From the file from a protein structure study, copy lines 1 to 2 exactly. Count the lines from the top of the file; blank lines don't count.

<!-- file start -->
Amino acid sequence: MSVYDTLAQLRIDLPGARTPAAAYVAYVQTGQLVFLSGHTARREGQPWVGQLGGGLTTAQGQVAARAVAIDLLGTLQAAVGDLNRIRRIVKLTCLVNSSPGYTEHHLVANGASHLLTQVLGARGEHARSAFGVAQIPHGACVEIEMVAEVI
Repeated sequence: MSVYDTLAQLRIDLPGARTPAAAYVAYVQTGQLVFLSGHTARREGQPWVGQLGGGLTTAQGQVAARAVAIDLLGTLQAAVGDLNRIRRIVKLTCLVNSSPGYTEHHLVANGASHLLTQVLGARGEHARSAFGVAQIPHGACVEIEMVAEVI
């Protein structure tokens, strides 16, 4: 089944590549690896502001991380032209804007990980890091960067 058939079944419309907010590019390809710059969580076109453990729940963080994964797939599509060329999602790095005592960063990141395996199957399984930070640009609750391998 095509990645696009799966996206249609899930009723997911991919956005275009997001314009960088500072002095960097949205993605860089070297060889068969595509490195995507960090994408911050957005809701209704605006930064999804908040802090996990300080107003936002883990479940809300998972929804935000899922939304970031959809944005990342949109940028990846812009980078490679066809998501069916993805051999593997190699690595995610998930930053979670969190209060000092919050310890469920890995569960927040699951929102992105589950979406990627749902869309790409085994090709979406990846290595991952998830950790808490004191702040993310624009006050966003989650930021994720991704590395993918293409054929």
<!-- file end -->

Amino acid sequence: MSVYDTLAQLRIDLPGARTPAAAYVAYVQTGQLVFLSGHTARREGQPWVGQLGGGLTTAQGQVAARAVAIDLLGTLQAAVGDLNRIRRIVKLTCLVNSSPGYTEHHLVANGASHLLTQVLGARGEHARSAFGVAQIPHGACVEIEMVAEVI
Repeated sequence: MSVYDTLAQLRIDLPGARTPAAAYVAYVQTGQLVFLSGHTARREGQPWVGQLGGGLTTAQGQVAARAVAIDLLGTLQAAVGDLNRIRRIVKLTCLVNSSPGYTEHHLVANGASHLLTQVLGARGEHARSAFGVAQIPHGACVEIEMVAEVI